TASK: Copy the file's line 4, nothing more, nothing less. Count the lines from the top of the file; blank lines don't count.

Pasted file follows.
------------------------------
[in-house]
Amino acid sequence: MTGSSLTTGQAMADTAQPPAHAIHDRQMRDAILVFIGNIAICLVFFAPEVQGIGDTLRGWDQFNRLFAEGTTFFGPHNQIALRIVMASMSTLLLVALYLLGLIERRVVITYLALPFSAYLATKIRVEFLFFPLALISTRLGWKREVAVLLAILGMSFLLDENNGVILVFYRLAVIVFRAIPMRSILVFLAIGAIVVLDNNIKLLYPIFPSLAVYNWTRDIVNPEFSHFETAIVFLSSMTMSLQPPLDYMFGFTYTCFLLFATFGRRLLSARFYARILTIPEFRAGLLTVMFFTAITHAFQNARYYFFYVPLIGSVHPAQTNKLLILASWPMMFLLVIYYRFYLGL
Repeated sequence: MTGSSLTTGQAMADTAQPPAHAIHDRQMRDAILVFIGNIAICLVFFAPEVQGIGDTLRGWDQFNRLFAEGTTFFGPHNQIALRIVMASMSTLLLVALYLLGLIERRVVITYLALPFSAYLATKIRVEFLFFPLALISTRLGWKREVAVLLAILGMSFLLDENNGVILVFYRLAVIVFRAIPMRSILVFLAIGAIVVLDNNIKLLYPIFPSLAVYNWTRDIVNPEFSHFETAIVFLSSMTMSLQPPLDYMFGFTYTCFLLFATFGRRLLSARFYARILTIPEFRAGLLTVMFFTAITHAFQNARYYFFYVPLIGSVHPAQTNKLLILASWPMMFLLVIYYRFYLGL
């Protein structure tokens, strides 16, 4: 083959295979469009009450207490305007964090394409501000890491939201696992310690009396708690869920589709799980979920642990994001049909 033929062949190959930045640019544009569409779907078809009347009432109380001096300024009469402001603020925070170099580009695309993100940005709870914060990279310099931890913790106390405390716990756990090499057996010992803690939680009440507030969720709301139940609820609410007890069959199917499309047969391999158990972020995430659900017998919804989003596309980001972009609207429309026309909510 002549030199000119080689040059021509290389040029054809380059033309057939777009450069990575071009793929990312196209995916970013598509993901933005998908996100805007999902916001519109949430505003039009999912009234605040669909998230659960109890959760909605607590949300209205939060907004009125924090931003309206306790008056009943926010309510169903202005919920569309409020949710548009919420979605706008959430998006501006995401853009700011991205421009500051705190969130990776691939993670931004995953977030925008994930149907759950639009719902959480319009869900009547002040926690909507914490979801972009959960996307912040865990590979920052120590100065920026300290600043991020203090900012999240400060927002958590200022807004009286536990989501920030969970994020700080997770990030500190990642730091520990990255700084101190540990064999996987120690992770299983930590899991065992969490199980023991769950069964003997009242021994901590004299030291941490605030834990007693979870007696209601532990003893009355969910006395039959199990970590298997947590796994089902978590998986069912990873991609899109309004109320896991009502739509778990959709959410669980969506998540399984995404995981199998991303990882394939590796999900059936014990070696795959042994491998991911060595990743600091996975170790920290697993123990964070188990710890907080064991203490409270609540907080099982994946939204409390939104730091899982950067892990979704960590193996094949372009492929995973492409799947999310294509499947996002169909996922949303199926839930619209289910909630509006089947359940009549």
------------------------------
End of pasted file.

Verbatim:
């Protein structure tokens, strides 16, 4: 083959295979469009009450207490305007964090394409501000890491939201696992310690009396708690869920589709799980979920642990994001049909 033929062949190959930045640019544009569409779907078809009347009432109380001096300024009469402001603020925070170099580009695309993100940005709870914060990279310099931890913790106390405390716990756990090499057996010992803690939680009440507030969720709301139940609820609410007890069959199917499309047969391999158990972020995430659900017998919804989003596309980001972009609207429309026309909510 002549030199000119080689040059021509290389040029054809380059033309057939777009450069990575071009793929990312196209995916970013598509993901933005998908996100805007999902916001519109949430505003039009999912009234605040669909998230659960109890959760909605607590949300209205939060907004009125924090931003309206306790008056009943926010309510169903202005919920569309409020949710548009919420979605706008959430998006501006995401853009700011991205421009500051705190969130990776691939993670931004995953977030925008994930149907759950639009719902959480319009869900009547002040926690909507914490979801972009959960996307912040865990590979920052120590100065920026300290600043991020203090900012999240400060927002958590200022807004009286536990989501920030969970994020700080997770990030500190990642730091520990990255700084101190540990064999996987120690992770299983930590899991065992969490199980023991769950069964003997009242021994901590004299030291941490605030834990007693979870007696209601532990003893009355969910006395039959199990970590298997947590796994089902978590998986069912990873991609899109309004109320896991009502739509778990959709959410669980969506998540399984995404995981199998991303990882394939590796999900059936014990070696795959042994491998991911060595990743600091996975170790920290697993123990964070188990710890907080064991203490409270609540907080099982994946939204409390939104730091899982950067892990979704960590193996094949372009492929995973492409799947999310294509499947996002169909996922949303199926839930619209289910909630509006089947359940009549």